Zinneman also employs an intimacy in some of the drama as well as scenes of the locals talking about Kane and Miller to help play into that sense of time as they all await for the showdown. It does add to that sense of dread where everyone is waiting for the train arrive including Miller’s gang as they wait at the station. Once the climatic showdown is coming, the suspense definitely amps to see what will happen and how will Kane go face to face against Miller and his gang. Overall, Zinneman creates a very intense and riveting film about a man taking a stand against a chaotic criminal.
Cinematographer Floyd Crosby does brilliant work with the film‘s gorgeous black-and-white photography in the use of shadows against the sun while creating low-key lights for some of the film‘s interiors. Editors Elmo Williams and Harry W. Gerstad do fantastic work with the editing as it plays to the sense of suspense and dread along with a few rhythmic cuts to play out some of the dramatic reactions and fights. Production designer Rudolph Sternad, along with set decorator Murray Waite and art director Ben Hayne, does excellent work with the set pieces from the look of the town to the hotel that Helen stays in.
The sound work of John Speak is superb for the atmosphere is created in the saloons as well as playing up to the suspense with the sound of clocks and train horns. The film’s music by Dimitri Tiomkin is amazing for its low-key yet somber score that is a mixture of country-western and orchestral music while using some orchestral music to play up the suspense and drama while the film’s title song co-written with lyricist Ned Washington and sung by Tex Ritter is a wonderful piece that helps tell the story.
The casting by Jack Murton is phenomenal for the ensemble that is created as it features some notable appearances from Harry Morgan as a friend of Kane who refuses to help out, Eve McVeagh as that friend’s wife who reluctantly lies to Kane, Otto Kruger as the judge who tells Kane to leave town, Lon Chaney as Kane’s old mentor who also tells Kane to leave, Morgan Farley as the town’s local minister and as Miller’s gang, there’s Robert J. Wilke, Sheb Wooley, and Lee Van Cleef as they bring a unique presence to the film. Ian MacDonald is terrific as the film’s antagonist Frank Miller as he appears late in the film but brings a great presence in the way he arrives to the film.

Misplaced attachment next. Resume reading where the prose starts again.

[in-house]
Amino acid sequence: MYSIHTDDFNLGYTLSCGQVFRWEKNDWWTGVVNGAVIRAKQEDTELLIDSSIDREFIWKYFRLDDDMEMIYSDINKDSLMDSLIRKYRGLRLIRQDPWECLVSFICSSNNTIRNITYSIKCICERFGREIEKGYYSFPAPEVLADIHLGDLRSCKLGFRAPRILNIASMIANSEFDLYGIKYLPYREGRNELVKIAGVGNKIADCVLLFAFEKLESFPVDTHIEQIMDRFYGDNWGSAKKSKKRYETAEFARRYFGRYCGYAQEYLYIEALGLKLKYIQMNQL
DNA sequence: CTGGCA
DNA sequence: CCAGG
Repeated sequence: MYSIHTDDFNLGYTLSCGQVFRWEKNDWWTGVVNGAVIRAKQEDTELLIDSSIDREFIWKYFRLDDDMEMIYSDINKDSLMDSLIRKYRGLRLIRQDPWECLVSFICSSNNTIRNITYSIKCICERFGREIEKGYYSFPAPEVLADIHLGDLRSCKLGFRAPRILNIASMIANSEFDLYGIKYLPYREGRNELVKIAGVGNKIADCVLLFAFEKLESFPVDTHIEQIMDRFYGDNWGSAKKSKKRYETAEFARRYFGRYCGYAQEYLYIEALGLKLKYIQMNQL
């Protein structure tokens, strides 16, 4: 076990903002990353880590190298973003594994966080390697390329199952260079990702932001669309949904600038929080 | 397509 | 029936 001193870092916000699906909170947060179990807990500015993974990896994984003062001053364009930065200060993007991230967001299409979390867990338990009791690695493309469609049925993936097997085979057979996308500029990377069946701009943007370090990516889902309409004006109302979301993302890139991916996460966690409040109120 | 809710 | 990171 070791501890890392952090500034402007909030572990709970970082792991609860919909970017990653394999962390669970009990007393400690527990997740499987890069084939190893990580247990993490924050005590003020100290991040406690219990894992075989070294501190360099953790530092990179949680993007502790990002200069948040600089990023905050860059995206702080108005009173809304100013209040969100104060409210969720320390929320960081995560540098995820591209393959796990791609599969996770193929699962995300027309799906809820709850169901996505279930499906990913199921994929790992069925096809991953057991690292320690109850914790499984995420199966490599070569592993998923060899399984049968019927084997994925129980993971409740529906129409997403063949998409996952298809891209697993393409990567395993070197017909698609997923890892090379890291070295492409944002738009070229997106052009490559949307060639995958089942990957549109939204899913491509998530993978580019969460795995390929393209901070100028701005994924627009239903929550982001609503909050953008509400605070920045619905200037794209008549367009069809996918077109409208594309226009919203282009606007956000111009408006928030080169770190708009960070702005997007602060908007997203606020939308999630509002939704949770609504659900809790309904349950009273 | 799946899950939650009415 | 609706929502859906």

Lloyd Bridges is excellent as Kane’s successor who feels slighted by Kane as he abandons his post while trying to get him to flee. Katy Jurado is amazing as Helen Ramirez as a former lover of Kane and Miller as she is aware of the danger that is coming as she tries to get Kane to flee town as well. Grace Kelly is radiant as Kane’s new bride Amy as a woman who urges her husband to flee while dealing with the possibilities of what would happen as she would play a key role in the showdown. Finally, there’s Gary Cooper in an outstanding performance as William Kane as an aging marshal who is forced to face the man he put in prison while realizing how alone he is as it’s a performance that is truly engaging in the way Cooper maintains a sense of humility and determination to a man wanting to do what is right for himself and his town.
High Noon is a tremendous film from Fred Zinneman that features a brilliant performance from Gary Cooper. Along with noteworthy supporting performances from Grace Kelly, Katy Jurado, and Lloyd Bridges, it’s a film that is truly one of the defining films of the western genre. Particularly in the way it builds tension and suspense in real time as it doesn’t falter in its pacing while maintaining a sense of excitement. In the end, High Noon is a magnificent film from Fred Zinneman.
Fred Zinneman Films: (Redes) - (That Mothers Might Live) - (Stuffie) - (Forbidden Passage) - (Kid Glove Killer) - (Eyes in the Night) - (The Seventh Cross) - (My Brother Talks to Horses) - (The Search) - (Act of Violence) - (The Men (1950 film)) - (Benjy) - (Teresa) - (From Here to Eternity) - (Oklahoma!) - (A Hatful of Rain) - (The Nun’s Story) - (The Sundowners) - (Behold a Pale Horse) - (A Man For All Seasons) - (The Day of the Jackal) - (Julia) - (Five Days One Summer)
© thevoid99 2013